As a mad fan of The Wreckery back in the day, this scribe was particularly interested to read Race's perspective on why this promising Melbourne post-punk band imploded. Would it be fair to say the decision to break-up wasn't unanimous? "Oh, no, it wasn't," Race agrees. The book details a meeting between The Wreckery and Michael Gudinski, who expressed interest in signing the band. Petrified of 'selling out', Race walked out of the meeting. He then relocated to West Berlin. "I mean, there were several different factions within the band and each faction had specific ambitions that were perhaps less of a priority to other factions in the band so, you know, in The Wreckery there was part of the group that wanted to be commercially successful and part of the group that viewed that as being a cop-out," Race remembers, "and then there was a part of the group that saw merit in both those points of view and acted as a kind of a balance. But, you know, particularly with young bands — as we were in the '80s — there's an emotionalism about all of this that can easily spin outta control and, yeah! It often does. It's hard to keep a band together when you're in your 20s because everyone is so volatile, and everyone takes it all so personally, and I think that, you know, as you get older you take it less personally and you're more amenable to compromise."

Clayton-Jones bonded with Michael Hutchence during the filming of Dogs In Space, in which Hutchence starred and Clayton-Jones was also cast. So does Race think that being around Hutchence's level of success at this time probably increased Clayton-Jones' level of ambition? "Yeah, I think you're right," Race allows. "I think Nick [Barker] felt the same way. But there's multiple ironies in all of that and, I mean, it was those tensions that pulled the band apart. It was fascinating writing that about The Wreckery 'cause I hadn't necessarily thought through everything in all these intervening years but, when I had to address it, it forced me to look back in time and accept actually what was really going on then even if at the time, you know, we were all pretending to ourselves that we were doing things for various reasons. I mean, look, you could say that about a lot of Road Series: that actually through the act of writing it I understood a lot better what happened back [then], 'cause I never really stopped to reflect for very long about any of those things; you pass through one episode - or a band, I mean - in your life and then all of a sudden you're into the next thing, and it's overwhelming."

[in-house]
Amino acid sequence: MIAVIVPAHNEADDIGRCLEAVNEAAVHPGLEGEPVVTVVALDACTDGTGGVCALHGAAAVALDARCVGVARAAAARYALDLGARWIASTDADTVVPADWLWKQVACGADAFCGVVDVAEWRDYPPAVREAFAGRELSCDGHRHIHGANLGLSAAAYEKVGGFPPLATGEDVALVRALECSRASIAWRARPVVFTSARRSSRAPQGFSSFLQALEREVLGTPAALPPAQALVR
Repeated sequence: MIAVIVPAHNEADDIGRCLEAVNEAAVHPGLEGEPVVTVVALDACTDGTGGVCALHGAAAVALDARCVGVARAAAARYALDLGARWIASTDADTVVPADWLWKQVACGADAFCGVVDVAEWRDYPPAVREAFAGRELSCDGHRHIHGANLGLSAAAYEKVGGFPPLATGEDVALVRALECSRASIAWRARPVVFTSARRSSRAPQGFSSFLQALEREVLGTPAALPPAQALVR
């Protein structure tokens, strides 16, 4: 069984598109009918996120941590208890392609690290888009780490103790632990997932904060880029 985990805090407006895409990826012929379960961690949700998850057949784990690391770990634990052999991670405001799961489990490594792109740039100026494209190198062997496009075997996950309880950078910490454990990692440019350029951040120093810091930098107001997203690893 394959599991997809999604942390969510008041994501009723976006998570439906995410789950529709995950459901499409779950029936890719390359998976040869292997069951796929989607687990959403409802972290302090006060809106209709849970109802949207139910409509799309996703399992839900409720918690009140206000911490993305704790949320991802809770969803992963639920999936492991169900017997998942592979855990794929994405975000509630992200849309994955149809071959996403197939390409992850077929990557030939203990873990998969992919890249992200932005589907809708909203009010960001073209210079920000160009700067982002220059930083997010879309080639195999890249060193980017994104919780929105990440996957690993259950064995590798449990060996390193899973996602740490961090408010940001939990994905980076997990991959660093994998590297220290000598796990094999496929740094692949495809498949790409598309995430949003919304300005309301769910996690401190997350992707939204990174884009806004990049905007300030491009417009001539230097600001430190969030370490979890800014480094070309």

Race's propensity toward geographical relocation would've made it a lot easier to leave the past behind him. "It's easier to make the disconnection when you remove yourself to a completely different environment," he acknowledges, "and it's probably harder to deal with the loss of that connection when you're still in the same place where, you know, the band broke up and so on. But, I mean, obviously the impetus to keep moving has always been with me." When Race "sat down to write the book", he laughingly recalls, "I went deep into all of it". Given that Race was forced to relive some experiences that were "very close to the bone" for the sake of his book, we also wonder how he felt writing about people who are no longer with us. "I mean, look, there is elements of sadness and tragedy in all those things, but I did experience a thrill in bringing some people back to life on the page and of course when you evaluate all that objectively there is a terrible sense of loss, 'cause you realise, you know, you're whatever age you are now and the people that you used to run with that you loved - they didn't all make it to, you know, the age of 35 or something; there is a tremendous sense of regret. On the positive side, you're honouring people by positioning them inside a narrative where they live, and they breathe, and they still talk so I thought that was good."

The way technology has "transformed" - "let's say from 1986 to 2016... from the fax machine to the internet" - is also addressed in Road Series. "[It's] that whole evolution which we've witnessed around us, which I think is a story worth telling. Because there's a lot of insights within it, but also because - where we are now - a lot of the tech support that artists have is really taken for granted, and, you know, it wasn't always like that. And there's positive and negatives, I guess - like there are to everything - but I think that in some ways we were very privileged to see it from both sides: from the analogue side growing up and from the digital side in these days."

We discuss how exciting it was to be around to witness how digital technology changed the face of music, which triggers a memory for Race. "I remember the first time I heard Public Enemy, it was just... incredible!" he laughs. "I was in a bar somewhere in Germany and this music came on and I was like, 'What the FUCK is that?!' Everything was in there and I'd just never heard anyone using sampling in that way, and it was such a key record at the time. And Fear Of A Black Planet still stands up pretty well in retrospect, but there was that tremendous - it was actually a shock factor, just what they did sonically with sound, and it was very inspiring as well... Hearing that for the first time drove a lot of experimentation into sampling and electronics, which, of course, is something that I still pursue."

Race's wanderlust also extends into the sonic realm and he often struggles to divide time between his multiple musical personalities. "I'm very susceptible to novelty," he chuckles. "If there's something new coming up and I'm in the middle of doing something, I get kind of torn because I want to drop what I'm doing and go off with the new thing. And sometimes you can't do that; you have to sorta stay where you are and keep working the vision that you've already managed to come out with. But I guess that's one of my specific problems is I like to do a lot of things at the same time and so things get left behind."